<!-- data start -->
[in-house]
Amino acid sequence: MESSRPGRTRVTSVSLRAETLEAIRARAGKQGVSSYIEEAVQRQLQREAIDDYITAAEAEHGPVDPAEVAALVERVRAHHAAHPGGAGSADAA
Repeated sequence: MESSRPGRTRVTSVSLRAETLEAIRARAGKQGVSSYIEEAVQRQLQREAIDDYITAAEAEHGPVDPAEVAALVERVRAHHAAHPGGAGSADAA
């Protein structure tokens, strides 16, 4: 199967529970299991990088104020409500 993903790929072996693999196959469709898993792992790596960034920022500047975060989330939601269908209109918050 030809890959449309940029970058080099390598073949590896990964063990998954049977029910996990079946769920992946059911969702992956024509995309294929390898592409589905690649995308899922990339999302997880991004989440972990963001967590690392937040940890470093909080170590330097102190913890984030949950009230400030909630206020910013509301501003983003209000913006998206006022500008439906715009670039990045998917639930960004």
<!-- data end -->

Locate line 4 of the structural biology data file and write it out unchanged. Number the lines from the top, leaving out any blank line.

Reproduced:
């Protein structure tokens, strides 16, 4: 199967529970299991990088104020409500 993903790929072996693999196959469709898993792992790596960034920022500047975060989330939601269908209109918050 030809890959449309940029970058080099390598073949590896990964063990998954049977029910996990079946769920992946059911969702992956024509995309294929390898592409589905690649995308899922990339999302997880991004989440972990963001967590690392937040940890470093909080170590330097102190913890984030949950009230400030909630206020910013509301501003983003209000913006998206006022500008439906715009670039990045998917639930960004």